Wielding that Troll Hammer - Finntroll's Vreth

It's been a tough tour for Finnish folk troupe Finntroll. Cancellations and constant breakdowns have made it the most "Spinal Tap" like tour they've ever experienced. However, Finntroll are a band made resolute in the face of setbacks as frontman Mattias "Vreth" Lillmans explains.

Finntroll aren’t exactly in foreign territory at the moment. The United States is blanketed in snow, much like their native Finland. Interstate highways resemble the silent, icy tundras of Lapland – except they do have an enemy hunting them; the spectre of mechanical failure. Though known for their jaunty yet no less aggressive folk metal played with an icy yet elusive finger of black metal, the hearts in the Finntroll camp were further blighted by tour buses breaking down forcing them to delay shows and cancel a couple outright – and on the day I spoke to Mattias “Vreth” Lillmans, the tour bus started to catch alight. Again.

“It’s been quite interesting,” Mattias says as his voice crackles down what seems an ancient line. “This has probably been the most Spinal Tap [like] tour ever. [I’m] in a hotel in Philadelphia right now because we sort of had a day off – but everything is fucked up.”

“It was the second time on the tour that the bus caught on fire. Last week some of the wheels from the bus came off. It’s not been good.”

Tour mishaps aside, Finntroll have established themselves in the metal world as exporters of the “humppa” style of Finnish folk music replete with accordions, whistles and even kazoos incorporated into blackened death metal all growled in Swedish – partly because the band hails from a Lappish community of Swedish speakers and mostly because Swedish sounds overtly “trollish.” Unsurprisingly, the story of the troll-king “Rivfader” who leads the troll hordes against the Christians is central to the band’s history and music. As such, Finntroll are seen as pioneers and the “flagbearers” for this style of metal.

“Yes, I think we’re torchbearers for this kind of music. But we’re trying to move a way from it all so we’re not [pigeon-holed] as this kind of metal band and we can only play this kind of metal.

“I mean we use a lot of different instruments and we don’t have any restrictions when it comes to that – we do whatever, you know? I mean sometimes when we’re in the studio I might think – ‘hey, this would sound great with this instrument!’ We’re not so strict about it like saying ‘Oh, we don’t want to do any keyboards!’ we don’t do that. Which is fine.”

Some of their songs deal with brutal subject matter such as death, monsters and epic battles but often the accompanying music sounds idiosyncratically jolly – for instance the “party anthem” Trollhammaren is about the mighty hammer of a troll devastating the countryside, out for “weak Christian blood.” The majority of their fans can’t really understand the lyrics – is that a problem?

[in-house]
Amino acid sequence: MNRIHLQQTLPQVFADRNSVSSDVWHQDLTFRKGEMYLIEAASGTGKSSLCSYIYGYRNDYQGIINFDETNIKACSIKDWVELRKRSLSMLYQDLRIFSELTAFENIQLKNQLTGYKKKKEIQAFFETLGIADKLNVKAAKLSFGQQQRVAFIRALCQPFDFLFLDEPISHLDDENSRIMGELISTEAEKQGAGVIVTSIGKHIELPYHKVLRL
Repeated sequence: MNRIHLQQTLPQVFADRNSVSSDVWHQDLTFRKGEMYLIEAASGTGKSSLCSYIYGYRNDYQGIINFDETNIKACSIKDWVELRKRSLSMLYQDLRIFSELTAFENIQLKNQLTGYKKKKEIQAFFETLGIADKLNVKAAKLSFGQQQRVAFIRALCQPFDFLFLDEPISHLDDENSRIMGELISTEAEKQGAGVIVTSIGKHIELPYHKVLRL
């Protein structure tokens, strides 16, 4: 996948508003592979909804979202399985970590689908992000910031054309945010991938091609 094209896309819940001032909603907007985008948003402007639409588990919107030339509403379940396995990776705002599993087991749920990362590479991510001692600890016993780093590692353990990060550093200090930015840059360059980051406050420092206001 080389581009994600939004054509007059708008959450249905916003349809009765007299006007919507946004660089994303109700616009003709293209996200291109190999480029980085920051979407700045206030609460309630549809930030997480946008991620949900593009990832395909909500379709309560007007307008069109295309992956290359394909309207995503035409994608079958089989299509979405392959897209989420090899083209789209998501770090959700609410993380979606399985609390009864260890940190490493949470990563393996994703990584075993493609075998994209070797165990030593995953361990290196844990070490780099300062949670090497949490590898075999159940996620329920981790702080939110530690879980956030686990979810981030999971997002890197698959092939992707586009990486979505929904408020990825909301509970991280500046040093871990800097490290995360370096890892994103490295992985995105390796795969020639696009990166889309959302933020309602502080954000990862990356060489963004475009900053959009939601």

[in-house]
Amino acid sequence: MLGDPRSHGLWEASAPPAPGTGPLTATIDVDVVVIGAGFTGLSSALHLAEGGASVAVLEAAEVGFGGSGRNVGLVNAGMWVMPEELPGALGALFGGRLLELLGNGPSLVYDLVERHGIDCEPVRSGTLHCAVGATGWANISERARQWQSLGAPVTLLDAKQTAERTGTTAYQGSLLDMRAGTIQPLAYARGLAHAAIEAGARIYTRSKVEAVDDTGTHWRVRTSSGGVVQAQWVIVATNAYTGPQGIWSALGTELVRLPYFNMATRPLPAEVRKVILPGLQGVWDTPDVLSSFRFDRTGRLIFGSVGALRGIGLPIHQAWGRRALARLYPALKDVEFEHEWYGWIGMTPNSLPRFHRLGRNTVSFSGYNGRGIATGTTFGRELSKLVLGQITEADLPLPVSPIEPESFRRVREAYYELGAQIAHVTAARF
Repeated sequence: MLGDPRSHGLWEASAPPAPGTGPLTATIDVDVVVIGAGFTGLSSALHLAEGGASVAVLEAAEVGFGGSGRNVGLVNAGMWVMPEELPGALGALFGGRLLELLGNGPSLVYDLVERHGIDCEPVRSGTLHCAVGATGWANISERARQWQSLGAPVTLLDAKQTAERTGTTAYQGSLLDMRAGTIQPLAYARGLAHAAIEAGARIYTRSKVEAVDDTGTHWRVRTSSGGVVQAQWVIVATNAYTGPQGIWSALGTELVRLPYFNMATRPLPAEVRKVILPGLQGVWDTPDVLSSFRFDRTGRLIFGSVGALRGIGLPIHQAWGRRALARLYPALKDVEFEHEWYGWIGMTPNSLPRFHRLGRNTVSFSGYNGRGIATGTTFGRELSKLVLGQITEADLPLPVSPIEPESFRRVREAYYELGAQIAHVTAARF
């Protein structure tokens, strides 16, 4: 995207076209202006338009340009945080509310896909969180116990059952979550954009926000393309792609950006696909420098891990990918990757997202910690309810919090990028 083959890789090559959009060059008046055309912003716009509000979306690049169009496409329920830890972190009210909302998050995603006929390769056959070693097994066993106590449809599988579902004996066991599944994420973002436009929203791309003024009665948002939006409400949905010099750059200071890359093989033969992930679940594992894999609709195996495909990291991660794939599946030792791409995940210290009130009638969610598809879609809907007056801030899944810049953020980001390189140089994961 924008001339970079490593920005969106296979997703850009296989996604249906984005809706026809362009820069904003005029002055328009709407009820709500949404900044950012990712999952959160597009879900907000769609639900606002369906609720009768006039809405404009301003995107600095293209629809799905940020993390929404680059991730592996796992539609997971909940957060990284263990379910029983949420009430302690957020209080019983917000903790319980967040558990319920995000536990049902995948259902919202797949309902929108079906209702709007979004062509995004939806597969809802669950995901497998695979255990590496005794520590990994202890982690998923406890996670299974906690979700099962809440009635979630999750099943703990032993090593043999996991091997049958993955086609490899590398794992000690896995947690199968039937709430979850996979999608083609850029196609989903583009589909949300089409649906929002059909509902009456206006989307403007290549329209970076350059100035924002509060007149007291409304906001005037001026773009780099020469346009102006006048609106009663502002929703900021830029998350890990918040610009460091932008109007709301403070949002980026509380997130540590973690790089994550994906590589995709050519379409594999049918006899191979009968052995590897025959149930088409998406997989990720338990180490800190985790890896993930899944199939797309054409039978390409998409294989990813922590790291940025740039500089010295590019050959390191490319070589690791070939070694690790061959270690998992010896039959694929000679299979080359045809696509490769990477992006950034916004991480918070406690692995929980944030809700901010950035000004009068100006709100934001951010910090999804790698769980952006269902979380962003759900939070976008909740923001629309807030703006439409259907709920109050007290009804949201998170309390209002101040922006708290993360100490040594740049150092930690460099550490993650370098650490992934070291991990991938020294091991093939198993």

“Well, sometimes – it is a bit,” he admits. “But people don’t sing along to the lyrics, they sing along to the melodies. I mean we have discussed singing in a different language but it doesn’t really fit the sound. No other language really fits the music.

“I mean, people don’t really get lyrics, sometimes. But yes; some of the lyrics are very dark for a lot of the songs. But the lyrics are written in our own way. It could be about anything. I mean they could be really happy or they could be really dark.”

Their last record, entitled Nifelvind was the most commercially successful release of a career that spans almost fifteen years. Despite line-up changes and the unfortunate passing of founding guitarist Teemu "Somnium" Raimoranta in 2003, overcoming the obstacles – much like bus fires – keeps the band bound even tighter and more determined to move forward.

“Having all these weird changes keeps all the people in the band together,” Mattias explains. “These things tend to happen to other bands and it gets them down, but not us.”

“But I don’t know what success means [in terms of Nifelvind] – but I’m pretty satisfied with it. It’s a good album.”

Finntroll are bound for Down Under later in this month, marking their first trip to Australia. Matthias can hardly wait to get amongst the Aussie metal fans – quite literally.

“I’ve always wanted to come to Australia,” he beams. “We’re really looking forward to this one. I hope I get to see something, though.”

The fans will definitely see all their weird and “trollish” costumes and a high-energy live show; Mattias also issues an invitation that will most likely upset all of the bouncers.

“We’re bringing all the stage outfits that we use, for sure. We’re not going to sit still so everyone can take pictures of us. We’re not just going up there in jeans and t-shirts. We’ll have proper stage clothes. You can even come up on the stage with us!”

One notorious facet of Finntroll’s ethos is that they “drink enough beer to kill a horse” during writing and recording of their records. Mattias sets the record straight:

“Well, that’s not true,” he says. “We’re not that much into the beer. We’re more into the vodka.”

What about the amount they drink?

“Well,” he admits sheepishly, “it would probably kill a small cow.”